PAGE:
Gateway (Chasing waterfalls)

Tagrender 2020

Installation at the exhibition Generations - Transformations at the House of Art and Design (Holstebro,  DK).
Bjerre works with action as a method in her practice. The action can be a poetic gesture and an activist reaction. Her works often addresses issues of human conditions and the power structures that help define society and social guidelines. The medium, materials and artistic investigations are clearly rooted in the context in which the works present themselves. The installation Gateway functions in 4 acts, distributed in the House of Art and Design. Act 1 takes place in the courtyard of the house and is a gutter extension that opens into a waterfall. The roof gutter draws the perimeter of the house and is a transport system that catches and drains the excess. Act 2 consists of a rocking chair made of solid elm wood that invites two people to sit down and with their weight make a coordinated tilt, which sets the 300 kg chair in motion or lets one of the two participants hang in the air. Act 3 is a poster in transformation: from an outdated exhibition poster from the Jens Nilsen and Olive Holm-Møller Museum to a fan poster. The image on the poster shows a self-portrait of the artist Oliva Holm-Møller 1947 Act 4 is a drawing, a poetic exposition and a proposal for a choreography in a stage play. The 4 acts work their way into the concrete urban settlement that has taken place around the House of Art and Design. Bjerre's work is both a nostalgic look back and a critical perspective on the profile of primary schools in Holstebro and their use of PALS (Positive Behaviour in Learning and Interaction). Gateway is composed of playful tools of change made up of displacements and a relationship with gravity.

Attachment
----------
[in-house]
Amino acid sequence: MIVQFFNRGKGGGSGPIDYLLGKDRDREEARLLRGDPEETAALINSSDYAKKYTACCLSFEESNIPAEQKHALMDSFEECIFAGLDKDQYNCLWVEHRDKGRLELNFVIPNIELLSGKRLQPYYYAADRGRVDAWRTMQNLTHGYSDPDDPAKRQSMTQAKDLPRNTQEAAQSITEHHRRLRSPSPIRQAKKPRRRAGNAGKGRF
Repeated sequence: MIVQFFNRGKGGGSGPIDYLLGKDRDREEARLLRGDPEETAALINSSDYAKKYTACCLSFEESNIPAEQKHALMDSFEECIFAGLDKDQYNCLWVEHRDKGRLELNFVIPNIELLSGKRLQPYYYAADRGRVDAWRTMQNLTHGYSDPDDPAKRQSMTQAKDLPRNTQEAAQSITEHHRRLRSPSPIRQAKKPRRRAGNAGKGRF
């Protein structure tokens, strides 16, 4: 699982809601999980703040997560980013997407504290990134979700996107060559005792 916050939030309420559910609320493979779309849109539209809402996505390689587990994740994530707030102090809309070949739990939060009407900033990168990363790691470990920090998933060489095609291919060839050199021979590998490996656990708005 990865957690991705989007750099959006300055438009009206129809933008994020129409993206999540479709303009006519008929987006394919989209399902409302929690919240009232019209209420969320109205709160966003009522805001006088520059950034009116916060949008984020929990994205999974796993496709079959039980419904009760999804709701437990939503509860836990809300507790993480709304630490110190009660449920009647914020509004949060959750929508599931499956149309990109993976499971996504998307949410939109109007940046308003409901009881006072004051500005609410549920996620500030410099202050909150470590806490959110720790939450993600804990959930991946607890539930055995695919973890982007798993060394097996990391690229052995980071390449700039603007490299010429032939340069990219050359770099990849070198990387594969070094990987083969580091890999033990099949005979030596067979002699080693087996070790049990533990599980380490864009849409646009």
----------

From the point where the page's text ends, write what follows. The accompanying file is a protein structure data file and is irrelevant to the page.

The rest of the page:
For the day and the road / Til dagen og vejen

Bucket spiral, bucket instructions, school chalk, petrified potato found in Nørreland School's schoolyard, potato bag.

Soprano ride
Handcrafted rocking chair in elm wood,


Fan poster
Oliva Holm-Møller's self-portrait on exhibition poster from 1995, 2020